Joseph C. Wilson: We do political risk assessment for companies wanting to do business in Africa Europe and the Middle East.

He didn't go into any more depth, which I think is significant.

It seems, too that he is a "Strategic Advisor" to the CPS :

Corporate and Public Strategy Advisory Group (CPS) is a consultancy company providing strategic advice in public affairs and business and investment development, to the public and private sectors.

CPS actually seems to be a Turkish consulting firm, as a glance at its personnel shows. Why is Wilson linked to them? Maybe he's knows a lot about Turkey too. Or maybe they're eager to have a former U.S. Ambassador on their masthead, and he's willing to sell his name cheap.

Those are our facts. What can we make of them? Well, here are my speculations. WASPy liberal Joseph Wilson IV graduated from Santa Barbara in 1972 and didn't want to dirty his fingers with a job in business, so he went into the Foreign Service. He didn't do terribly well there, and was eased out at age 48, two years before the earliest voluntary retirement age. What was he to do? He kicked around in various political appointments in the Clinton Administration for a few years, he put up his shingle as a consultant, and he did odd jobs for CPS and anyone else he could get work from. In America, even if you're rich, you're supposed to have a job if you're under age 65. If you can't find a job or don't want to, the conventional way out is to call yourself a consultant and change the subject if people rudely ask you exactly what being a consultant means.

But you know that some consultants actually make money, and that if you are a consultant on political matters, one way to earn money is by seeming to have important contacts in government. Your wife is one such contact, but she's pretty far down the totem pole. Nonetheless, she can help. She can get you a gig visiting a foreign capital-- it's only Niger, but you're desperate-- as a representative of the CIA, on a mission of the highest importance. Your air fare is paid, as is the bill at the one decent hotel in Niger (only about 100 bucks a night, at the Hotel Sofitel I'm guessing). That doesn't matter much, though, and neither does the fact that you can't get paid anything because that would violate the federal anti-nepotism law, 5 USC Sec. 3110. What matters is that you come back to America and, since somehow you didn't sign any nondisclosure agreement, when people ask what you did last year, you can say, "Oh, lots of stuff. For example, when the CIA needed to send someone to Africa to check on possible uranium sales to Iraq, they naturally thought of me, and after some thought I agreed to take the time to go, since I do like to serve my country even now that I've joined the private sector."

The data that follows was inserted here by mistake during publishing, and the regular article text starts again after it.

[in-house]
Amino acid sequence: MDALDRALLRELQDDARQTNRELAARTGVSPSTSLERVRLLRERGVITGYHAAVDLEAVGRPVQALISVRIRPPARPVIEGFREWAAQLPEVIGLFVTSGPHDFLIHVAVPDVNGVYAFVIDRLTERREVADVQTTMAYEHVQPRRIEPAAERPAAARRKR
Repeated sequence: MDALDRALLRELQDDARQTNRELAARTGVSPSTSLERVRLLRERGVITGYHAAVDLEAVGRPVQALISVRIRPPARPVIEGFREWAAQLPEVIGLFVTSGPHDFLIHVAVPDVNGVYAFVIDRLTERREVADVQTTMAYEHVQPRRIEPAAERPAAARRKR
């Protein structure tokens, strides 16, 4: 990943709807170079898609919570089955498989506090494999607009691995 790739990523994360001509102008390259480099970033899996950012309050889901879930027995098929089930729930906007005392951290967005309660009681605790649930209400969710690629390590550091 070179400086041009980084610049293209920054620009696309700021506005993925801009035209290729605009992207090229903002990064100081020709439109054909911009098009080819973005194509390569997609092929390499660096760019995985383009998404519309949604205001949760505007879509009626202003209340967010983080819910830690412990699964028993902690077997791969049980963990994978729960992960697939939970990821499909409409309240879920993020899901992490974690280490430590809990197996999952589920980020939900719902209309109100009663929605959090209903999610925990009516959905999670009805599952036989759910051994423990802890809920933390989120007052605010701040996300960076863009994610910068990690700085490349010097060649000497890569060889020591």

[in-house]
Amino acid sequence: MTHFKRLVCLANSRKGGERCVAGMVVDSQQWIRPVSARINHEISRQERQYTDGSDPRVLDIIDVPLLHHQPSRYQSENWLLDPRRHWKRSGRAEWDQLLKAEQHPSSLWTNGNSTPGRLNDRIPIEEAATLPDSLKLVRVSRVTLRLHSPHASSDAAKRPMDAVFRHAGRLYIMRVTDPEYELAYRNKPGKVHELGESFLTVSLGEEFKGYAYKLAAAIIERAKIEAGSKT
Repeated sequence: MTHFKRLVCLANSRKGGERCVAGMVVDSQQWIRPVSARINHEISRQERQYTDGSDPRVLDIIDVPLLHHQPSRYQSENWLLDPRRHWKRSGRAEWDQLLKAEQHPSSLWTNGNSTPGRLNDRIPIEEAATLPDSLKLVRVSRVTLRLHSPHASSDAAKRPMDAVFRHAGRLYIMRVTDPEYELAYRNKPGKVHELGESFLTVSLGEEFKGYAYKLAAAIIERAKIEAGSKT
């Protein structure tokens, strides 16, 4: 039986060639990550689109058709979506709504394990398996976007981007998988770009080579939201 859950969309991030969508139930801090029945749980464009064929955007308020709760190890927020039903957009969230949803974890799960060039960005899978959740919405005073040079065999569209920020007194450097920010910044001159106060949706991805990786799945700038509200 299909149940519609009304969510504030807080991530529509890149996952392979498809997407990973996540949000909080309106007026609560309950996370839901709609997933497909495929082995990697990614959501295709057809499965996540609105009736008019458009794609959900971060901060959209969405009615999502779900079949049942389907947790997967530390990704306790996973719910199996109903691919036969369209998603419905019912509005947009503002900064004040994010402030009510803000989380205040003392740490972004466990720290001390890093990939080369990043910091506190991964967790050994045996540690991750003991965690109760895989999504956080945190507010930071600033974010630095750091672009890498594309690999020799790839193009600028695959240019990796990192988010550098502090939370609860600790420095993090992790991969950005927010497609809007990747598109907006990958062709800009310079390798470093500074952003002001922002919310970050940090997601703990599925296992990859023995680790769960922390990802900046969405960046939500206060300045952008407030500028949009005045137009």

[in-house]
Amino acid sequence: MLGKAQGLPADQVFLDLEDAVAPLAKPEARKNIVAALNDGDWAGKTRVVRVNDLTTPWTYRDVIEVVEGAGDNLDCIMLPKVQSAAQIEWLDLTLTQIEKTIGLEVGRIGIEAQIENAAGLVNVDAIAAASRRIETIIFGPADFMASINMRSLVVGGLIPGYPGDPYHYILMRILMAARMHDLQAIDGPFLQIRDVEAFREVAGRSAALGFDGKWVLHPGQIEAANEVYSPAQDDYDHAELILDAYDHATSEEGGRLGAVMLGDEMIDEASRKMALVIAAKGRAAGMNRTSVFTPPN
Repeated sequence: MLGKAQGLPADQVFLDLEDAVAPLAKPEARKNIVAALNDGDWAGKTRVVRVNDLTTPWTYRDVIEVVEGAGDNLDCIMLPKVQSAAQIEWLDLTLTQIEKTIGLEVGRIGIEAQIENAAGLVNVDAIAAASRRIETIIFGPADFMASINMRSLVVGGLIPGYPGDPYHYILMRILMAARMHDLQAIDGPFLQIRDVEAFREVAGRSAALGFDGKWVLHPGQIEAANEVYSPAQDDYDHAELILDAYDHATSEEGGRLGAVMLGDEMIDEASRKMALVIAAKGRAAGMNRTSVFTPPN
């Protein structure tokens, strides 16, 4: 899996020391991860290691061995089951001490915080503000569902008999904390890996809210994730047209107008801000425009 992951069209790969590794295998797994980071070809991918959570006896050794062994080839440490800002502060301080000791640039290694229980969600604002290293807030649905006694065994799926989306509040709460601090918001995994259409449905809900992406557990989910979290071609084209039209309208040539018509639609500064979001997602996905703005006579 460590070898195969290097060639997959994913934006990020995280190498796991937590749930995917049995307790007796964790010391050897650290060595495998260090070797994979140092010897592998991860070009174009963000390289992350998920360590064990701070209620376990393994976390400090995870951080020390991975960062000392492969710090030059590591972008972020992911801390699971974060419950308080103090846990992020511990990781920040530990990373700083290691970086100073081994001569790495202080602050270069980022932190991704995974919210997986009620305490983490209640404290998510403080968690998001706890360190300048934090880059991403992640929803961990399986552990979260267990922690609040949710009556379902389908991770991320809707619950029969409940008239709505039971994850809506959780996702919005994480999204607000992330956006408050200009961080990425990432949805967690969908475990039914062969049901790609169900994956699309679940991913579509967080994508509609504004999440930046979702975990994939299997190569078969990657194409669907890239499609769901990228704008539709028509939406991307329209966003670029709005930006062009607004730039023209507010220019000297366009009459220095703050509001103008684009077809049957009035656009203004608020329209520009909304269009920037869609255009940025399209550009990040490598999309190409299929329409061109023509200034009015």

Is this part of his motivation? I don't know. You've got the same facts as I do now. I still think the "Get Bush" motivation-- which, note, has also been a huge source of publicity and income for him-- is the main thing. But 8 days in Africa would be worth it for the boasting value alone, whether that value came back in actual consulting contracts or just in preserving one's self-respect as a man ashamed of involuntary early retirement.

This hypothesis could easily be disproved if it was false. What we would need is a copy of Wilson's tax returns or some other measure of how he is spending his time. If he is making lots of money from consulting and seems to have more business than he can handle, the hypothesis is false. If, on the other hand, he isn't doing much business at all, and is spending a lot of time at the golf course, then the hypothesis becomes more plausible.

If the hypothesis is true, a new question arises. It would certainly be unethical for his wife to have gotten him a CIA consulting gig just for their own private purposes when she knew he wouldn't do the best job of it, but would it be illegal? It would be if he were paid cash, but he was not. Suppose, though, that she plainly admitted that he was given the job for the purpose of helping him get private consulting contracts. Would that be illegal? I don't know.